John McIntyre, whom James Wolcott calls "the Dave Brubeck of the art and craft of copy editing," writes on language, editing, journalism, and other manifestations of human frailty. Comments welcome. Identifying his errors relieves him of the burden of omniscience. Write to jemcintyre@gmail.com, befriend at Facebook, or follow at Twitter: @johnemcintyre. Back 2009-2012 at the original site, http://weblogs.baltimoresun.com/news/mcintyre/blog/ and now at www.baltimoresun.com/news/language-blog/.

Monday, April 5, 2010

Just thinkin' about tomorrow


Last night, after the conclusion of the final Easter Day service at Memorial Episcopal Church, seventy people swarmed over the premises. Furniture was removed from the chancel; doors were opened in odd corners of the church, the parish house, and the rectory; gangs of adults and children hauled heavy and ungainly-shaped wooden objects into the nave. An ant colony would have looked leisurely by comparison.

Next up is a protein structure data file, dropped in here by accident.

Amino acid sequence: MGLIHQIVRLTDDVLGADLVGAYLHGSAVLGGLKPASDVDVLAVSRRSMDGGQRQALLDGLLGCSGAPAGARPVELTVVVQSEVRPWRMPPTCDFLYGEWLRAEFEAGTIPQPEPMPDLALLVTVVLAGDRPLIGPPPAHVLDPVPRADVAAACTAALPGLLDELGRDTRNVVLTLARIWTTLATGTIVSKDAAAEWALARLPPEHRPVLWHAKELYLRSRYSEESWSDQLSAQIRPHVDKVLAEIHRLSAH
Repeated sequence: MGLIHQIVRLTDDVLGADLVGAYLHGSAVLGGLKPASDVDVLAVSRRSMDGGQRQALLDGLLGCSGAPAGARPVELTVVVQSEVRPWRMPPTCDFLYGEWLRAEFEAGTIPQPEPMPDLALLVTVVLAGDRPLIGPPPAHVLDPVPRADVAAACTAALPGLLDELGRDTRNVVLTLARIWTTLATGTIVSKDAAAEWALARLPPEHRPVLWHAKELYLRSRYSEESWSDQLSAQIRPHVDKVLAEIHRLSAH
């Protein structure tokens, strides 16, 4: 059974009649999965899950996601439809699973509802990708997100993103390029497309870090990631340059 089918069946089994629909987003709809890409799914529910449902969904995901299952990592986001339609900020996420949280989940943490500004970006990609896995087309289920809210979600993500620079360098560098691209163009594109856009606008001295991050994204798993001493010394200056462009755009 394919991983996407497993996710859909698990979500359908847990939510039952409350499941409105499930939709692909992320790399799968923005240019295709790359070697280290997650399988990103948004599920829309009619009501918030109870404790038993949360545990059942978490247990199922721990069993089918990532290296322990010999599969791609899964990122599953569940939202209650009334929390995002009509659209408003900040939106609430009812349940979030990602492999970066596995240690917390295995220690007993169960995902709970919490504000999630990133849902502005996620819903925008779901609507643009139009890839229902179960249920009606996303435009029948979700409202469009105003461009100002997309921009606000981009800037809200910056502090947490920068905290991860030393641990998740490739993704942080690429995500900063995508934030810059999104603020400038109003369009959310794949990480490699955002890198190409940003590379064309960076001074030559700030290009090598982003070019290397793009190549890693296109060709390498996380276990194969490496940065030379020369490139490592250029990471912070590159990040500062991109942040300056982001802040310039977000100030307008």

When the Memorial Players present their annual production, they do so on a cunningly designed modular stage, assembled to fit over the chancel to provide an elevated platform for the performers.  With this year’s production of Annie a mere two weeks off, all those hundred of pieces have to be assembled, bolted, and fitted together to permit the cast to carry out the last feverish set of rehearsals in the actual performing space.

The six performances of Annie have a novel aspect this year: a double cast. Though the adult actors (including a relentless blogger cast as Franklin Roosevelt) will appear in all performances, the lead role and the roles of the named orphans will be performed by separate casts. The two Annies, Holly Hornbeck and Clare Peyton, have been troupers in rehearsal, mastering their lines early and singing ably. You will be impressed by them.

To be impressed, of course, you will have to show up. The performances are scheduled for 7:30 p.m. on Fridays and Saturdays, April 24, 25, 30, and May 1, and 3:00 p.m. on Sundays, April 26 and May 2.

The performances are free, with the doors opening half an hour in advance, but there are also opportunities to pay for a combined reserved seating/reception package, with details here.

Now that the title of this post has put that insistent earworm in your head – oh, tomorrow, tomorrow, I love yah, tomorrow – you might as well give in and plan to attend.